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Southern Baptist 'never-Trumper' continues to pile on

Southern Baptist 'never-Trumper' continues to pile on

Consistent with his comments since 2015, the head of the Southern Baptist Convention's Ethics & Religious Liberty Commission is calling for President Donald Trump to resign – and says if he were in Congress, he'd vote to impeach.

ERLC leader Russell Moore has been in the "never-Trump" camp for the entire four years of Trump's presidency, as well as the year or so before when Trump was campaigning for the White House. In a Twitter post last Friday, Moore said the days between now and the inauguration of President-elect Joe Biden will be dangerous – and called on Trump to step down. Then on Monday he penned an op-ed saying if he were a member of Congress, he'd vote to impeach.

"This is not about politics. This is about our country, about the rule of law, and about the sanctity of human life," Moore wrote. "The President invited mobs to Washington – promising a 'wild' time – and told them to march to the Capitol …. It is not true – and it never was true – that this election was stolen."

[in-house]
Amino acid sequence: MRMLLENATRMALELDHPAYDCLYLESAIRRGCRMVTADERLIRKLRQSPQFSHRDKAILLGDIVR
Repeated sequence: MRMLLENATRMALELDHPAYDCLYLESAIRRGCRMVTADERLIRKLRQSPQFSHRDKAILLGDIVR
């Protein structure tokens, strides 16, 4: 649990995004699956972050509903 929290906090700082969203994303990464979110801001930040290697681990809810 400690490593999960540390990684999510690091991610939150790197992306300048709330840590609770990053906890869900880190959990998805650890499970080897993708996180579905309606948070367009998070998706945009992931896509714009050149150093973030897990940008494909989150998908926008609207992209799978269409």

Radio talk-host Janet Mefferd contends that Moore is at odds with a large percentage of Southern Baptists.

"… Before Donald Trump was ever elected, [Moore] was extremely critical of Donald Trump," Mefferd begins. "He has a whole history of making, at times, snide remarks about the president. So, he's been a never-Trumper from the beginning."

Mefferd says Moore's op-ed is hardly a missive with brilliant reasoning. "All he does in the entire piece is set up straw men and then knock them down," she shares. "Nobody I have talked to who is a Trump supporter believes that those rioters were in the right."

And the radio host wonders why Moore is speaking out now, and where he was when the government was shutting down Southern Baptist churches under the guise of the coronavirus.

"Russell Moore went for months not seeming to want to comment whatsoever on the dire circumstances that churches across the nation were facing as they were shut down and prohibited from worshipping freely in their congregations," Meffered concludes. "He was writing about country music and doing podcasts and discussing Johnny Cash. He was nowhere – and that's actually his job."

Meanwhile, a Christian attorney and policy expert explains that if the House of Representatives votes to impeach Donald Trump, that doesn't mean he's removed from office. The issue would then go to the Senate, where members of the House will act as prosecutors and the senators will be a jury that decides whether to find the president guilty as charged.

Even though some Republican senators are not happy with the riots that happened last week at the Capitol, Abraham Hamilton III – general counsel for American Family Association – doesn't think the Senate will ...

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